Have I spent the last hour productively?

Is what I'm doing right now the next most significant use of my time?

Is there any work that can be delegated/outsourced?

Did I eat the frog?

How can I support this process?

Am I drinking enough water for optimum mental function?

By creating this awareness from regular reflection- It facilitates the formation positive habit of managing your time efficiently.

When you are being consistently present with your work space, systems and flow- it opens the door for adjustments and tweaks of strategy to consistently support you for the best quality of work. *If you have placed your phone in another room to avoid distraction, you can set alarms on your computer. There is an online site called;


Am I?

What is Imposter Syndrome?

Imposter Syndrome is characterized as persistent self-doubt, inadequacy and not ever feeling good enough. There is an underlying, nagging belief that whatever you have achieved is mostly down to pot-luck, other people, good timing and external resources. You feel like a fraud, who at any moment, could be discovered for what you’re not. An anxiety comes over you that people will find out that you aren’t who they think you are, and expose you as average or worse, a failure. Others may hold a strong image of you, and sometimes you feel uncomfortable in this space of expectation.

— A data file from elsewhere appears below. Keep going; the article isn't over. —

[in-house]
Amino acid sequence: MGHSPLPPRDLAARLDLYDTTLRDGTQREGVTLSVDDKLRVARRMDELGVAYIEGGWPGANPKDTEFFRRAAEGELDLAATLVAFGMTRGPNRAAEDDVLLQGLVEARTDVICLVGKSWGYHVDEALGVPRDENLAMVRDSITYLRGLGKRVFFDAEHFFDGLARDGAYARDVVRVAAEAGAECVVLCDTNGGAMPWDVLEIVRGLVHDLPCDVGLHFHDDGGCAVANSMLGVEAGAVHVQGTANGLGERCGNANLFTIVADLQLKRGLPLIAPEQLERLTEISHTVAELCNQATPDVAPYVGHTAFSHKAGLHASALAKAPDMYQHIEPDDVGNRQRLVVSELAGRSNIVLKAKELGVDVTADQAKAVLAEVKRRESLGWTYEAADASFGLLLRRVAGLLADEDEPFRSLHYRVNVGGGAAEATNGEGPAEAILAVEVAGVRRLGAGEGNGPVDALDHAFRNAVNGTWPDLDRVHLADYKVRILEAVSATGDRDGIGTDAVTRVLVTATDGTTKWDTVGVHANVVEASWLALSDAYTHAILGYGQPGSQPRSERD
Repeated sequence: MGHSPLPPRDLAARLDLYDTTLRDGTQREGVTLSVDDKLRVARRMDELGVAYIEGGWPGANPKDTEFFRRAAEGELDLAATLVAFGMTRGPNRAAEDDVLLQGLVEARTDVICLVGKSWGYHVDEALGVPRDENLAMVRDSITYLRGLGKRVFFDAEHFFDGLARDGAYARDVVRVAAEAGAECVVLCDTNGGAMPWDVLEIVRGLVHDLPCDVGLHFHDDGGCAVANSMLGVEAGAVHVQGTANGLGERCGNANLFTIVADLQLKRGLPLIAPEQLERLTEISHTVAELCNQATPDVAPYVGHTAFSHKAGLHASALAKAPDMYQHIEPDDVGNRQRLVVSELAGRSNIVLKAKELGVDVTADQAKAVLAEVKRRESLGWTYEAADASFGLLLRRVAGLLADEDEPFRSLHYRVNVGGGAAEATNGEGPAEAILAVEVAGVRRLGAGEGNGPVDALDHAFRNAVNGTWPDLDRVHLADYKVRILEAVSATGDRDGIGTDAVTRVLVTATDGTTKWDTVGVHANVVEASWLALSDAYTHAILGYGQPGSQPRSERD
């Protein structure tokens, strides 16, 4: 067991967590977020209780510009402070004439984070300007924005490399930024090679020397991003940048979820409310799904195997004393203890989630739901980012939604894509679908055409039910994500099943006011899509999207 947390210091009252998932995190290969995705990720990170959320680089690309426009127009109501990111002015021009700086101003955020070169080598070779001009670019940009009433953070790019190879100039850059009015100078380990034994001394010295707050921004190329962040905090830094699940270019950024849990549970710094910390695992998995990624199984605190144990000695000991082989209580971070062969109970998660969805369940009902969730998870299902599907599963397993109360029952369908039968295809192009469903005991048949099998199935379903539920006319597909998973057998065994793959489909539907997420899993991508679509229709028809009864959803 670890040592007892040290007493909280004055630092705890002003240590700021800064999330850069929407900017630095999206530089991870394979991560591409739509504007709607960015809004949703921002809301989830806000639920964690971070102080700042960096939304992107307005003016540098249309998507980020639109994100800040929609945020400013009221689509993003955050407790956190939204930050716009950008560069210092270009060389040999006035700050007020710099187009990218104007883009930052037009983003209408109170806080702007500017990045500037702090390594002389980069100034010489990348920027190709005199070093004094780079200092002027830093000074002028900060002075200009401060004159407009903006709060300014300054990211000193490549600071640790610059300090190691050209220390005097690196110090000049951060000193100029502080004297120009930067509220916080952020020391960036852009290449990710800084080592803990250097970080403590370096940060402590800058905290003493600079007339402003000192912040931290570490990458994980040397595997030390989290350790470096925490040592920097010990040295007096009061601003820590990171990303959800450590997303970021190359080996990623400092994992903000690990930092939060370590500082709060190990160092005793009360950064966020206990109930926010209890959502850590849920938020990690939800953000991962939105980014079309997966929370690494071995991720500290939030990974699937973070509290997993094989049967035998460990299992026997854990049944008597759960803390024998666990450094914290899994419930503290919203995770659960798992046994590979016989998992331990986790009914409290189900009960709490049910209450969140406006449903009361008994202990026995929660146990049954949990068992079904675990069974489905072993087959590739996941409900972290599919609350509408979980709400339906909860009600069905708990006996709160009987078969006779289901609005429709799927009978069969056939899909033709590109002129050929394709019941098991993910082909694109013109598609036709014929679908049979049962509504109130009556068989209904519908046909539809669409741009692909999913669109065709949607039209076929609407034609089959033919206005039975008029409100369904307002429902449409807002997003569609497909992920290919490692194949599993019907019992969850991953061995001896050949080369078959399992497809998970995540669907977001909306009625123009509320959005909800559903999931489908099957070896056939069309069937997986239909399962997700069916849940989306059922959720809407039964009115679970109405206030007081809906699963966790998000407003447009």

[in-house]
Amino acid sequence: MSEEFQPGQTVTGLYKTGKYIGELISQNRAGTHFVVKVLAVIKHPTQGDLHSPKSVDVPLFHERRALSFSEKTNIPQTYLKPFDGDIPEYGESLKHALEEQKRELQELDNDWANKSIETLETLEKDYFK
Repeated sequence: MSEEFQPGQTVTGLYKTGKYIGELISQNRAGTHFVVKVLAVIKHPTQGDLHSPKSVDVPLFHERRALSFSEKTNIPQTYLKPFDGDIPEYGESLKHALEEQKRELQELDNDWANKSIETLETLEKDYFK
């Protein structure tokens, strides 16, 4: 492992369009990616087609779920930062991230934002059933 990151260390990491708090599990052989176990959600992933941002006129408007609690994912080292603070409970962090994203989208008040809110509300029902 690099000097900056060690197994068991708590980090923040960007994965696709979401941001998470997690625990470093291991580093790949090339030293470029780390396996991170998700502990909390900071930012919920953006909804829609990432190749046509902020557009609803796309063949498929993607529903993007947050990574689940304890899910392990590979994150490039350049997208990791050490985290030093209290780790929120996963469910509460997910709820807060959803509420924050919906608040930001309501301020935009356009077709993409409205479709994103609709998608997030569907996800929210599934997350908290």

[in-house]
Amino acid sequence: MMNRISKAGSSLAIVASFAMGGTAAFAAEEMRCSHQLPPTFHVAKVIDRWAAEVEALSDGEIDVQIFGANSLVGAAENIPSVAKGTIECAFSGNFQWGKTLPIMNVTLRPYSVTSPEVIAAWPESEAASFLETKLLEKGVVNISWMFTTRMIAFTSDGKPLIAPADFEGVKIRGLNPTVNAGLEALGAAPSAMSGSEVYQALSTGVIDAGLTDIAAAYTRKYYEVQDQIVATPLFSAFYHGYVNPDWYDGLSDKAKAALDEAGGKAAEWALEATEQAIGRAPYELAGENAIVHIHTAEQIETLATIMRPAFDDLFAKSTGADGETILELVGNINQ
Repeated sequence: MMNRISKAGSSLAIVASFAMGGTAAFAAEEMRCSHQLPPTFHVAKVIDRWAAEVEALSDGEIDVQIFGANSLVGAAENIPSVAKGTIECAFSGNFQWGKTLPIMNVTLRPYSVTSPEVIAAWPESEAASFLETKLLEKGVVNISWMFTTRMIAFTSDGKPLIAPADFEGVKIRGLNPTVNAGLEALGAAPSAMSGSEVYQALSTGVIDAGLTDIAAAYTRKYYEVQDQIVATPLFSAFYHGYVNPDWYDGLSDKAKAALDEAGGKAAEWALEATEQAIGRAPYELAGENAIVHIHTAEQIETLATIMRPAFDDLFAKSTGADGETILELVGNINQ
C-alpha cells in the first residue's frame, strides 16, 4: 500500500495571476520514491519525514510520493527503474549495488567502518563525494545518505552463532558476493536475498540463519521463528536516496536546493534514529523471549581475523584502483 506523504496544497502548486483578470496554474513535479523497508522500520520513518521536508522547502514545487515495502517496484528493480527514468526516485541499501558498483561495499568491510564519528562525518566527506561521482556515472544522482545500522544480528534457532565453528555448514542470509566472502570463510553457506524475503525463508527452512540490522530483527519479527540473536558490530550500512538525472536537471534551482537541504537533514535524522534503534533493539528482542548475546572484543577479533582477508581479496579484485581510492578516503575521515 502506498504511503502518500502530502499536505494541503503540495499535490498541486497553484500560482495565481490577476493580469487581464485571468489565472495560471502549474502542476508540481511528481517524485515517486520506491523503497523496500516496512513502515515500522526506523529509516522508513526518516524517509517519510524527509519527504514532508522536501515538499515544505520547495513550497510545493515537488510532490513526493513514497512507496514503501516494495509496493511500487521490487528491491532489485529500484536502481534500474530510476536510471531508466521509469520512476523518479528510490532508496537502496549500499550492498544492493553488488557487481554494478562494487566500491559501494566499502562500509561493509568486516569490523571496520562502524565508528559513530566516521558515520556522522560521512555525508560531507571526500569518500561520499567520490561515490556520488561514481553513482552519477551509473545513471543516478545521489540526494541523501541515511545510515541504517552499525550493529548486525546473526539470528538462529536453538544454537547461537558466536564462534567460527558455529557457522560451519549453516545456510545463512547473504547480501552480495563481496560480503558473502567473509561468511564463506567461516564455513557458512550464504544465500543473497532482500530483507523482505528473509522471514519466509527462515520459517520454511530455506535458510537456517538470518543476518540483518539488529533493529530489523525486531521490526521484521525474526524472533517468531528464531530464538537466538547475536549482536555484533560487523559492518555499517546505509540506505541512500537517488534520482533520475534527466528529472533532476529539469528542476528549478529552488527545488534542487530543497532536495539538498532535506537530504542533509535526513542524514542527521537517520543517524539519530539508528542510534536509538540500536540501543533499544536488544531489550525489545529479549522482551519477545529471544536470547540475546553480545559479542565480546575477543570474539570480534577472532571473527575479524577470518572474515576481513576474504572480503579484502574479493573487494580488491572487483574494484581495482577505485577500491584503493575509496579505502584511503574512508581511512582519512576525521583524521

Imposter Syndrome is a known phenomenon, first identified in 1978 by psychologists Pauline Clance and Suzanne Imes. Studies suggest that around 70% of people experience Imposter Syndrome at some point in their life.